Every time one watches a film on water war, one is reminded of the Indian director, Shekar Kapoor’s Paani -- which he announced with a lot of fanfare at Cannes some years ago. “The next war will be on water, and my work will fictionally explore how the have-nots living in the lower deck of a city have to fight for this precious liquid of life, while the haves on the plush upper deck have an abundance of it.” Of course, true to Kapoor’s movie being Indian, he had planned to insert into his narrative a love story between a poor boy and a rich girl. But, of course.
That Kapoor’s idea is yet to travel from the writing board to the shooting floor is a sad reality, and with the two Indian states of Karnataka and Tamil Nadu fighting over the Cauvery river water, Paani appears more and more relevant. But when will it finally emerge?
Interestingly, Ali F Mostfa’s third feature, The Worthy -- which was just screened at the ongoing Dubai International Film Festival -- is about a bitter, bloody conflict over water. In Arabic, Mostafa’s work is a post-Apocalyptic thriller -- a subject that also assumes a high degree of connectedness in the kind of nuclear charged world that we happen to live in. A drama of sheer survival and with a touch of the Middle-eastern flavour, The Worthy, set to open in the region this coming February, is certainly not for the weak hearted. There is one horribly gruesome scene in which the wounded leg of a man is sawed out!
From his feel good From A To B -- where three friends travel from Abu Dhabi to Beirut -- The Worthy is one long jump into a terrifying abyss. Here a group of survivors, led by a truck driver, takes refuge in a ruined building that has the only known source of fresh water. When the driver lets in two strangers, a man and a woman -- all hell breaks loose, and in a scary vicious cat-and-mouse game, the men and women are forced to prove who among them is the worthy of the lot.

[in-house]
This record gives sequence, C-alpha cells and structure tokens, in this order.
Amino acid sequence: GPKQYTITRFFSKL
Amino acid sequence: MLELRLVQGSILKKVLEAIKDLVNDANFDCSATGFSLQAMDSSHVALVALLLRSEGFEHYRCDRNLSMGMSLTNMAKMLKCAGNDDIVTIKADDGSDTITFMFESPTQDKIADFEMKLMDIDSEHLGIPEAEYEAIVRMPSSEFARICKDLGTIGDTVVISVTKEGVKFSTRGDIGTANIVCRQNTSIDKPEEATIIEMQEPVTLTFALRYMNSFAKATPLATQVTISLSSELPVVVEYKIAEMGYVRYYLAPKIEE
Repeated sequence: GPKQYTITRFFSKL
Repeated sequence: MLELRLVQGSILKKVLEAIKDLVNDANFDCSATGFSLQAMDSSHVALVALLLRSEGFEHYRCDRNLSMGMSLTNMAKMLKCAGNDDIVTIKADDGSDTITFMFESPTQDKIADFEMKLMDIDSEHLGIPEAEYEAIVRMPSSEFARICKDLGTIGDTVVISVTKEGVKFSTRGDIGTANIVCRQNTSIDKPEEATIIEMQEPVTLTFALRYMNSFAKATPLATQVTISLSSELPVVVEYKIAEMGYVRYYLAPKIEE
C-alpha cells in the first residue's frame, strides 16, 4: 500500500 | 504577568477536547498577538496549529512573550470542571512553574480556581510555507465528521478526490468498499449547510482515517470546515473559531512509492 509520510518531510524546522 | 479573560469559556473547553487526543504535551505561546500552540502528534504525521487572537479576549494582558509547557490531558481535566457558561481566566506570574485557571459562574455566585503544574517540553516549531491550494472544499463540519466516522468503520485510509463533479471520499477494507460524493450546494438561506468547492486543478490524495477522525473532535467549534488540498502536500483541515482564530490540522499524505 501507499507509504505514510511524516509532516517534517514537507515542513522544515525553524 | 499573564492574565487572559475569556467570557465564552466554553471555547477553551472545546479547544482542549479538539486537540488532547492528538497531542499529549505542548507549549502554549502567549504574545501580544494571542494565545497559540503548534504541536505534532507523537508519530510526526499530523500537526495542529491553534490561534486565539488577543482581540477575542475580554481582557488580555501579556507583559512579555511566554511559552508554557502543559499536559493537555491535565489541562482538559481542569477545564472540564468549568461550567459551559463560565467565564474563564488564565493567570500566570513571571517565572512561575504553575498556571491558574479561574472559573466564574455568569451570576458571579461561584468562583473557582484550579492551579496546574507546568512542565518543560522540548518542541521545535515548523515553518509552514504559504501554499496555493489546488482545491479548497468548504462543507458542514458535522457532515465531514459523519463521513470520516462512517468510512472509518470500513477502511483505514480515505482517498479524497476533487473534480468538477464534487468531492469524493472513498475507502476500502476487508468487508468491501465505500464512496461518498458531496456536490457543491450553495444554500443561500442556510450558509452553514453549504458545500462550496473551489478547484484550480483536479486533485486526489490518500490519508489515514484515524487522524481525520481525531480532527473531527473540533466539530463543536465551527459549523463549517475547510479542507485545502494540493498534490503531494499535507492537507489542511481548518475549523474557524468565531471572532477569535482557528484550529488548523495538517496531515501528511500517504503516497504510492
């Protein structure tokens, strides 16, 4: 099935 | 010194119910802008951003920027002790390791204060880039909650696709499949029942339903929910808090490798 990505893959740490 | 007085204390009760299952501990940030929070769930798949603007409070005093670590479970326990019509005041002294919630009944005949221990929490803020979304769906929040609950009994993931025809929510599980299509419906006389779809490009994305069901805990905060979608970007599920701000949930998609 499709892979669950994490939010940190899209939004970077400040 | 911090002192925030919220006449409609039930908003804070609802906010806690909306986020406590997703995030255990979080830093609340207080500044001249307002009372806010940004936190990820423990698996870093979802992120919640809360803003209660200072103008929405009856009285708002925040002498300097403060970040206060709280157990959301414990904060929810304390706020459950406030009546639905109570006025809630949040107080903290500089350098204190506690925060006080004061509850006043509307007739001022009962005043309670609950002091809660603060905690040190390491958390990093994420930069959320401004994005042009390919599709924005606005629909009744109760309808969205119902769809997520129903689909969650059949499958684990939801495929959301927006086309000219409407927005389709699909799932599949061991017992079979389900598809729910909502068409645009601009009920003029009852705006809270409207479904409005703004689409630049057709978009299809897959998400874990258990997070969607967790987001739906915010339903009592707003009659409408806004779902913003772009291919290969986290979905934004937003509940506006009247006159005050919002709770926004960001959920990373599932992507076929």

What is admirable about the movie is the way Mostafa introduces an element of compassion -- when the driver allows the two strangers to enter his precious abode. But human nature being what it is, the inter-play of greed and oneupmanship creeps in to wreck havoc.
Oneupmanship can also be seen in the Iranian work, Behnam Behzadi’s latest outing, Inversion, a quietly dramatic tale of a Tehran woman, Nilofer -- whose goodness is taken advantage of by her brother. Her view that she is liberated and independent comes crashing down when he tries to force her out of the city where she runs a tailoring outfit and has just found new love.
When Tehran is engulfed in poisonous smog and her old mother falls ills, the doctor suggests that she move out of the city. Nilofer’s two siblings -- her older sister and brother -- cannot accompany their mother to a countryside home with clean air. At least, they feel they cannot, and so they make plans for the old lady to be moved out along with Nilofer. She is not even consulted. This is when Nilofer begins to feel that her life is being run by others, and her idea of a single woman living a life of freedom appears to come crashing down.
Behzadi must be lauded for the kind of control he exerts over the script, making sure that his actors perform with restraint. The film could have so easily slipped into melodrama and mayhem. And, a highly explosive subject of difficult brother-sister relationship turns out to be a great watch. The emotions are underplayed, no howling, no river of tears flowing down the face. A marvellous effort, indeed.
(Gautaman Bhaskaran is covering the Dubai International Film Festival.)